Background: The population-based Surveillance, Epidemiology, and End Results (SEER) registries collect information on first-course treatment, including surgery, chemotherapy, radiation therapy, and hormone therapy. However, the SEER program does not release data on chemotherapy or hormone therapy due to uncertainties regarding data completeness. Activities are ongoing to investigate the opportunity to supplement SEER treatment data with other data sources.
Methods: Using the linked SEER-Medicare data, we examined the validity of the SEER data to identify receipt of chemotherapy and radiation therapy among those aged 65 and older diagnosed from 2000 to 2006 with bladder, female breast, colorectal, lung, ovarian, pancreas, or prostate cancer and hormone therapy among men diagnosed with prostate cancer at age 65 or older. Treatment collected by SEER was compared with treatment as determined by Medicare claims, using Medicare claims as the gold standard. The [kappa], sensitivity, specificity, positive predictive values, and negative predictive values were calculated for the receipt of each treatment modality.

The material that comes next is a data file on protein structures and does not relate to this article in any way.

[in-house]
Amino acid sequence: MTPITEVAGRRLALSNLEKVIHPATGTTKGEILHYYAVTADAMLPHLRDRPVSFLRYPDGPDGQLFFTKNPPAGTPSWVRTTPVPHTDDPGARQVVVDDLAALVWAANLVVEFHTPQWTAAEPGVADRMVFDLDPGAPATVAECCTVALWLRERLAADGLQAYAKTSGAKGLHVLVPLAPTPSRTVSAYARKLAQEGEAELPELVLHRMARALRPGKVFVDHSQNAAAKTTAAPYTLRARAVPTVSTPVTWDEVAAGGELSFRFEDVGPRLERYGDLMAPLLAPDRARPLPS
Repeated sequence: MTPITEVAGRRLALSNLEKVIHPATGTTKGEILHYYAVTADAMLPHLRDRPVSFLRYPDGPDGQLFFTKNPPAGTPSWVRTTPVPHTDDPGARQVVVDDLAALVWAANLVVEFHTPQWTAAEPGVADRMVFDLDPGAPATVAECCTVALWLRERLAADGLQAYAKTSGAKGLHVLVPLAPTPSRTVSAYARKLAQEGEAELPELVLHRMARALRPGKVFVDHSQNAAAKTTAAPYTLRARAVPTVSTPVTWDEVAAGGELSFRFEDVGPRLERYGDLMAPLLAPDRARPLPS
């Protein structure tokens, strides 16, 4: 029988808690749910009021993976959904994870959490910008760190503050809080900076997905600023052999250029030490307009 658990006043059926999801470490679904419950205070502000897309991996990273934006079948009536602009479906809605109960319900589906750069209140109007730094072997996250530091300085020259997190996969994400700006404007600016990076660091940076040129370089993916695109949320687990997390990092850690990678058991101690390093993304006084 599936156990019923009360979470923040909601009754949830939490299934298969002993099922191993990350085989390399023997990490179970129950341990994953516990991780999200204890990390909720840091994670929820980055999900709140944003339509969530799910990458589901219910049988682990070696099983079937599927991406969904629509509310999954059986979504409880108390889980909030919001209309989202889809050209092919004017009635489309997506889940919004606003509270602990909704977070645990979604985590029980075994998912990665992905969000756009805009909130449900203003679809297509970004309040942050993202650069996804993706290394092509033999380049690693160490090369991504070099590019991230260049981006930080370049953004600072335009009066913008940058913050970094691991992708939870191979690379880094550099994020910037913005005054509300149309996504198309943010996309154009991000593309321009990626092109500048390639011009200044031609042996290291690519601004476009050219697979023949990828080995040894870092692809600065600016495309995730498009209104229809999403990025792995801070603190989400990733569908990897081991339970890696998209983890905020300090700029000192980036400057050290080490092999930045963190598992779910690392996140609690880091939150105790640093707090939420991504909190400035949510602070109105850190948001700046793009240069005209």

Results: The overall sensitivity of SEER data to identify chemotherapy, radiation, and hormone therapy receipt was moderate (68%, 80%, and 69%, respectively) and varied by cancer site, stage, and patient characteristics. The overall positive predictive value was high (>85%) for all treatment types and cancer sites except chemotherapy for prostate cancer.
Conclusions: SEER data should not generally be used for comparisons of treated and untreated individuals or to estimate the proportion of treated individuals in the population. Augmenting SEER data with other data sources will provide the most accurate treatment information.
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(C) 2015 by Lippincott Williams & Wilkins.